Or maybe it goes a different way. Maybe the folks in the military don’t have money to eat. Maybe their families starve. They should just die right? Or maybe they take your money by force and give it to the people. Little known thing called the French Revolution happened along these lines. They weren’t very kind to the people who thought themselves strong.

      The third option is a whole lot more radical. How about we just fix the poverty so we don’t have to deal with either scenarios?

    • Frederick says:

      Bye bye US Dollar Hello Bitcoin, Gold and Silver

      • Lisa_Hooker says:

        Bye bye gold, silver, platinum, palladium, & vapor coins.
        Hello potatoes, cabbage, corn, wheat & rice.

        • polecat says:

          Don’t forget the fine occasionally brewed home beverage.

          think ‘barter futures’ ..

  3. Dave Kunkel says:

    Since this pandemic started, my local Home Depot here in Santa Clara has been packed! I’ve lived here for more than 40 years and I’ve never seen anything like it. It boggles the mind.

    • Joe Saba says:

      big gets to stay open, little guy goes bust in new montra
      and now the stimulus you used to pay bills PPP and such
      you get to also deduct from taxes even though it was free $$dollars

      • doug says:

        true that. Since Walmart was (is) a ‘grocery store’ they got to stay open and sell everything including lots of not groceries, like pants.
        The small shop pants purveyor was shut down.
        Big got to stay open. Little was told to leave quietly…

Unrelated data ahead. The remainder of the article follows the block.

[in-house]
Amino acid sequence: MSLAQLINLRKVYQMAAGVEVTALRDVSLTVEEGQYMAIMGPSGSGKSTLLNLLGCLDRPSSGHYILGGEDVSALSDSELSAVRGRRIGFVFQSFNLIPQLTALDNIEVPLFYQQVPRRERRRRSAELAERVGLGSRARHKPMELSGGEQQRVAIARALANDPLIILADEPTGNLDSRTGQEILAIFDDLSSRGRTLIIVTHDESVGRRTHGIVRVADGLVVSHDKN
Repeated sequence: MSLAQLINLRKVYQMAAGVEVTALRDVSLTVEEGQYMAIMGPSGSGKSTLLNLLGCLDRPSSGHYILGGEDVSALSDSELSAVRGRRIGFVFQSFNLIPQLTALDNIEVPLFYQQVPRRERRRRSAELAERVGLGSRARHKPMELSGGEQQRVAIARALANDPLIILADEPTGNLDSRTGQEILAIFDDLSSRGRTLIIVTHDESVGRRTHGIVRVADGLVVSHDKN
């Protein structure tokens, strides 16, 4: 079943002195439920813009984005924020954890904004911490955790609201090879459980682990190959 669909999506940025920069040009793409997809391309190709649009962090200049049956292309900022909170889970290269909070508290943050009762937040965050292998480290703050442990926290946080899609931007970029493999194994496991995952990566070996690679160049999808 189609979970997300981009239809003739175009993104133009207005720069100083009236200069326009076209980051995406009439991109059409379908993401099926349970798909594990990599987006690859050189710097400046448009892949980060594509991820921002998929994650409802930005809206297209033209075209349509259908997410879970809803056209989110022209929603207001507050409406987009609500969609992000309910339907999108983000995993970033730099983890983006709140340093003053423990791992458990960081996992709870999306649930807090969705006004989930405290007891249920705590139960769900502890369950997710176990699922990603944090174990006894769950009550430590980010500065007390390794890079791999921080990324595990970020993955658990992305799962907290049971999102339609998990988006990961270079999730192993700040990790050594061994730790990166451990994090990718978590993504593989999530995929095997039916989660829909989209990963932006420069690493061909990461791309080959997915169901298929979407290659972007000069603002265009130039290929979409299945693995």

• Marbles says:

      I have landscape contractors who rent space from me, that are booked into 2022.

      • Frederick says:

        He may well be back in Mexico before that if he’s smart

      • Lisa_Hooker says:

        Booked or paid?

        • Marbles says:

          Frederick & Lisa, the biggest contractor is ex FBI, and the next is Spanish origin. Been there for years. I imagine mostly booked, and that can change, but they are both pretty solid.

    • Shiloh1 says:

      That Nick The Greek restaurant guy in NY simply has to move his operations into a Home Depot or an Amazon warehouse. What’s he griping about?

    • Cas127 says:

      “It boggles the mind.”

      Hmm.. It may be that homeowners are scared witless about maintaining/increasing their home value in the face of C19 impact…without realizing that interest rate movements absolutely dwarf almost anything an individual homeowner can do to his house, in terms of price impact.

      • RightNYer says:

        More likely, they have some extra money because they haven’t traveled or gone to restaurants, and being the good Americans they are, they have to spend that money burning a hole in their pockets.

        • Argus says:

          That’s exactly what’s been happening in my neck of the woods on Vancouver Island. Instead of holidaying in Mexico or going on a cruise, people have spruced up their yards and stores selling hot tubs can’t keep up with the demand.

        • Nate says:

          And prices will skyrocket in the year(s) ahead, so covert that cash earning nothing into product that may cost 25% more in a year–you just made 25% tax free interest on your money.
          Also, supply chain disruption is already here, so the stuff may not be available for any price.